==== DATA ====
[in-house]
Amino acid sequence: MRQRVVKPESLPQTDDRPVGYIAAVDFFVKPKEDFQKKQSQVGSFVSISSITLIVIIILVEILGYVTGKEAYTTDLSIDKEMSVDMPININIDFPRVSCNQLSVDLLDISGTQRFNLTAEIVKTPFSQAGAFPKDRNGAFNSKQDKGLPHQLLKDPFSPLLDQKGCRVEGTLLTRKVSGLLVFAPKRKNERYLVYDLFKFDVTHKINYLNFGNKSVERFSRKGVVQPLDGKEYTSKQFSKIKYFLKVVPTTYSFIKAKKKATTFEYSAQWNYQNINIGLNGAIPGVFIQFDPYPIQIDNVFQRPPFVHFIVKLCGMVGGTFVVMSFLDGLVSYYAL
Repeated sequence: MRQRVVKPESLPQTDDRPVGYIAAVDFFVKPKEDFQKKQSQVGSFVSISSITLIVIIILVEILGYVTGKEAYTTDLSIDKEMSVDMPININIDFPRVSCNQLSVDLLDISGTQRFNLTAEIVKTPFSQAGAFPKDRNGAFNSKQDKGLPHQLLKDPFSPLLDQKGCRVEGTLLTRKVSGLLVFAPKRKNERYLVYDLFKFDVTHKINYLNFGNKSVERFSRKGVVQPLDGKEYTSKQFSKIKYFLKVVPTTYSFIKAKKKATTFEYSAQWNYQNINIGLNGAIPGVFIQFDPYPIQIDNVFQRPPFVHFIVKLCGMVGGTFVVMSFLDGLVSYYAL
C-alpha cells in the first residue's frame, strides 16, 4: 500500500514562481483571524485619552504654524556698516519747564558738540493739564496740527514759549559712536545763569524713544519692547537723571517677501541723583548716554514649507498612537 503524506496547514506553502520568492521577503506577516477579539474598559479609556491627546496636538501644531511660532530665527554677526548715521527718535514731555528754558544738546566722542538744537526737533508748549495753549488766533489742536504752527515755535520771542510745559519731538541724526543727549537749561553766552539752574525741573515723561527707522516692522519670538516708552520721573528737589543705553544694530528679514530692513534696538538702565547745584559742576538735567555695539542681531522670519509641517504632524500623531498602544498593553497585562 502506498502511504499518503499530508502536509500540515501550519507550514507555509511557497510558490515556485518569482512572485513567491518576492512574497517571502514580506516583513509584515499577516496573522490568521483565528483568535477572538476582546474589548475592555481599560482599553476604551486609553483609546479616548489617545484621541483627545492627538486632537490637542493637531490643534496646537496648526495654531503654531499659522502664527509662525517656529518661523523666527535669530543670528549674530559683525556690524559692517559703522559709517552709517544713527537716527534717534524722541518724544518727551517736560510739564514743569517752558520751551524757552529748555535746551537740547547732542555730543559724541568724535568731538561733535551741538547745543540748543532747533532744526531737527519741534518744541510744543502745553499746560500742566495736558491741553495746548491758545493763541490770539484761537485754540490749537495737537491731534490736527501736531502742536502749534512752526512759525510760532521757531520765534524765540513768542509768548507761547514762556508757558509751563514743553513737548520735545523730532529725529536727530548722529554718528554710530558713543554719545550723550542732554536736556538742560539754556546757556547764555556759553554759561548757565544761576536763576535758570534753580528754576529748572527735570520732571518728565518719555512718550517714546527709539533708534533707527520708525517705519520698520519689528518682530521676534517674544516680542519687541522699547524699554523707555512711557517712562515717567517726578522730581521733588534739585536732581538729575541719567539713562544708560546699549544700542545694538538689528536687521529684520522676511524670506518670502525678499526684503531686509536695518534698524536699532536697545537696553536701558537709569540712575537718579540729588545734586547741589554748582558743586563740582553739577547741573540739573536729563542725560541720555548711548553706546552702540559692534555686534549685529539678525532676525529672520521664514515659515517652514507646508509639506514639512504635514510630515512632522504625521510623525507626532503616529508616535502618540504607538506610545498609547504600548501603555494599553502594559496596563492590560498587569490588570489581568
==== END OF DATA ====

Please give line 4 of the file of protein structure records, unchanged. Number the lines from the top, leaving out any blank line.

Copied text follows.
C-alpha cells in the first residue's frame, strides 16, 4: 500500500514562481483571524485619552504654524556698516519747564558738540493739564496740527514759549559712536545763569524713544519692547537723571517677501541723583548716554514649507498612537 503524506496547514506553502520568492521577503506577516477579539474598559479609556491627546496636538501644531511660532530665527554677526548715521527718535514731555528754558544738546566722542538744537526737533508748549495753549488766533489742536504752527515755535520771542510745559519731538541724526543727549537749561553766552539752574525741573515723561527707522516692522519670538516708552520721573528737589543705553544694530528679514530692513534696538538702565547745584559742576538735567555695539542681531522670519509641517504632524500623531498602544498593553497585562 502506498502511504499518503499530508502536509500540515501550519507550514507555509511557497510558490515556485518569482512572485513567491518576492512574497517571502514580506516583513509584515499577516496573522490568521483565528483568535477572538476582546474589548475592555481599560482599553476604551486609553483609546479616548489617545484621541483627545492627538486632537490637542493637531490643534496646537496648526495654531503654531499659522502664527509662525517656529518661523523666527535669530543670528549674530559683525556690524559692517559703522559709517552709517544713527537716527534717534524722541518724544518727551517736560510739564514743569517752558520751551524757552529748555535746551537740547547732542555730543559724541568724535568731538561733535551741538547745543540748543532747533532744526531737527519741534518744541510744543502745553499746560500742566495736558491741553495746548491758545493763541490770539484761537485754540490749537495737537491731534490736527501736531502742536502749534512752526512759525510760532521757531520765534524765540513768542509768548507761547514762556508757558509751563514743553513737548520735545523730532529725529536727530548722529554718528554710530558713543554719545550723550542732554536736556538742560539754556546757556547764555556759553554759561548757565544761576536763576535758570534753580528754576529748572527735570520732571518728565518719555512718550517714546527709539533708534533707527520708525517705519520698520519689528518682530521676534517674544516680542519687541522699547524699554523707555512711557517712562515717567517726578522730581521733588534739585536732581538729575541719567539713562544708560546699549544700542545694538538689528536687521529684520522676511524670506518670502525678499526684503531686509536695518534698524536699532536697545537696553536701558537709569540712575537718579540729588545734586547741589554748582558743586563740582553739577547741573540739573536729563542725560541720555548711548553706546552702540559692534555686534549685529539678525532676525529672520521664514515659515517652514507646508509639506514639512504635514510630515512632522504625521510623525507626532503616529508616535502618540504607538506610545498609547504600548501603555494599553502594559496596563492590560498587569490588570489581568